Diversity in Living Organisms (Science) |Close X | |[pic] Classification And Evolution
Classification refers to the identification, naming, and grouping of organisms into a formal system based on similarities in their internal and external structure or evolutionary history. It determines the methods of organizing diversity of life on earth. Therefore, classification helps in understanding millions of life forms in detail. Who started the classification of organisms? Let us explore the history of classification. History of classification
One of the earliest schemes of classification was given by the Greek thinker, Aristotle, around 300 BC. He classified animals according to their habitat – land, air, or water. However, this classification of Aristotle was misleading because animals that live on land include earthworms, mosquitoes, butterflies, rats, elephants, tigers etc. These animals do not resemble each other except that they share a common habitat. Similarly, all aquatic animals do not resemble each other.
Therefore, a new system of classification was developed to classify the vast diversity of organisms present on earth. Principles of classification followed today include:
• Nature of cell: Nature of the cell is considered to be the fundamental feature, as it gives rise to another feature called cellularity. It includes the presence or absence of membrane-bound organelles. Therefore, on the basis of this fundamental characteristic, we can classify living organisms into two broad categories of eukaryotes and prokaryotes. • Cellularity: Unicellular organisms are those organisms whose body is made up of a single cell, whereas multicellular organisms are those organisms whose body is made up of many cells. Multicellular organisms use the principle of division of labour to perform specialized functions. This results in a specific body design that distinguishes multicellular organisms from unicellular organisms. • Mode of nutrition: The mode of nutrition also distinguishes different organisms. The ability to manufacture their own food makes the body design of plants different from that of animals. This further extends our classification as shown below:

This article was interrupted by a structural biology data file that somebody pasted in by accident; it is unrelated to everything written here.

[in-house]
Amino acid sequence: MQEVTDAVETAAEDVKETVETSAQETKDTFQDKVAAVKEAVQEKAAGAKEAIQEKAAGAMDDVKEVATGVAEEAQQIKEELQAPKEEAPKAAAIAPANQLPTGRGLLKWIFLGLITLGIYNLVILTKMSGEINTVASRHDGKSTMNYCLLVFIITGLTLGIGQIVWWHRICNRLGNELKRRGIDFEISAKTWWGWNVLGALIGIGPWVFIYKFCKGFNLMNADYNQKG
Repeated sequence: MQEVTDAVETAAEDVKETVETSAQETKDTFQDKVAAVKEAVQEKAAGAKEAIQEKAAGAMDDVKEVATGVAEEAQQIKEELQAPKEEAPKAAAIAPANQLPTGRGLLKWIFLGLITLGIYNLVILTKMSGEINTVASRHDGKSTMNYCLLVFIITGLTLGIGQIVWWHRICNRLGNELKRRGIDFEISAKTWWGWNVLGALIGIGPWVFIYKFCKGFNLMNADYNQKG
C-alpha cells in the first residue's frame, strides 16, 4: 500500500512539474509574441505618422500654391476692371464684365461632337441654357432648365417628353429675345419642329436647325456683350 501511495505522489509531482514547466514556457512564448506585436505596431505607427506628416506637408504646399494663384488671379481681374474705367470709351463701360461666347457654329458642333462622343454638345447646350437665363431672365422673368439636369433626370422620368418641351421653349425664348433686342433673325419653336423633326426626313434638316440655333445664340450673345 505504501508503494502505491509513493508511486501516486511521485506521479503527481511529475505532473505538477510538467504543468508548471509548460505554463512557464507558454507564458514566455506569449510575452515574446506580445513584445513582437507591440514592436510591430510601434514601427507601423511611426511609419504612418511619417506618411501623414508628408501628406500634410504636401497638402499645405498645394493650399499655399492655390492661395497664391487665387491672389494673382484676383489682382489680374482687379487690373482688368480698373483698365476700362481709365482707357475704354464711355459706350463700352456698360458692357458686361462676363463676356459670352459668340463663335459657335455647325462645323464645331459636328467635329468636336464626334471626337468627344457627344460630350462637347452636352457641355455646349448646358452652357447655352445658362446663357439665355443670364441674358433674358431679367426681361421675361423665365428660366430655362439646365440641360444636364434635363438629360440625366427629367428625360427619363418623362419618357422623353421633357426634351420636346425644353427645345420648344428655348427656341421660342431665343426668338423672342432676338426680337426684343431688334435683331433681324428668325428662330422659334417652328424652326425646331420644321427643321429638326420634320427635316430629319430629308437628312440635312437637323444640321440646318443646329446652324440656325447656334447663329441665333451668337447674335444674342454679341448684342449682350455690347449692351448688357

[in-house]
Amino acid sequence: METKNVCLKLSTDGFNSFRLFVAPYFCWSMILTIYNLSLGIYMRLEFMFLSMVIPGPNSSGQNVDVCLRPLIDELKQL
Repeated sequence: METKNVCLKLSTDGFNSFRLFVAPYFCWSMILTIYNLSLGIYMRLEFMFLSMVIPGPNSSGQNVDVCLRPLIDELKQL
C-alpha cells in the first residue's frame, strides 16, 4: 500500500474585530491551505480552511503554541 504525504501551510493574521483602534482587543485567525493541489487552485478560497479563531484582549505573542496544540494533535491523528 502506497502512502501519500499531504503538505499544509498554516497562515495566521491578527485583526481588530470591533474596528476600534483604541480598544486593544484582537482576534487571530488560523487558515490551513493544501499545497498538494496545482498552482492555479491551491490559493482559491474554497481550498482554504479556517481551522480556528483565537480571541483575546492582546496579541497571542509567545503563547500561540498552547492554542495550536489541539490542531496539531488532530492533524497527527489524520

Look at the pictures given below.
Different life forms
Can you divide these animals into four groups and can you give reasons for each division? These animals can be grouped as follows:
(i) Seahorse, fish: These are exclusively water-inhabiting animals. They breathe through gills. (ii) Lizard, snake: These are cold-blooded animals. They lay eggs and have scales on their body. They breathe through lungs. (iii) Pigeon, sparrow: These are warm-blooded animals. They lay eggs and have feathers on their body. (iv) Chimpanzee, monkey: They have mammary glands and produce young ones. Conclusion: Characteristics can be compared to find out similarities between various organisms, and then these organisms can be classified into groups. Hierarchy of Classification
Hierarchy refers to the organization or classification of things in order of rank or importance. Who developed the hierarchy of classification?
Carolus Linnaeus developed the hierarchy of classification on the basis of characteristics possessed by an organism. The Linnaeus system of classification is still the basic framework for classifying organisms. According to this system, Kingdom is the highest rank. Linnaeus divided each kingdom into Classes; later it was grouped into Phyla for animals and Divisions for plants. Class is further sub-divided into smaller groups – Order and Family, then Genus, and finally, each Genus is divided into Species. Thus, species is the basic unit of classification. [pic]
Hierarchy of classification
What is species?
A species can be defined as a group of interbreeding organisms that are capable of producing a fertile offspring. |...
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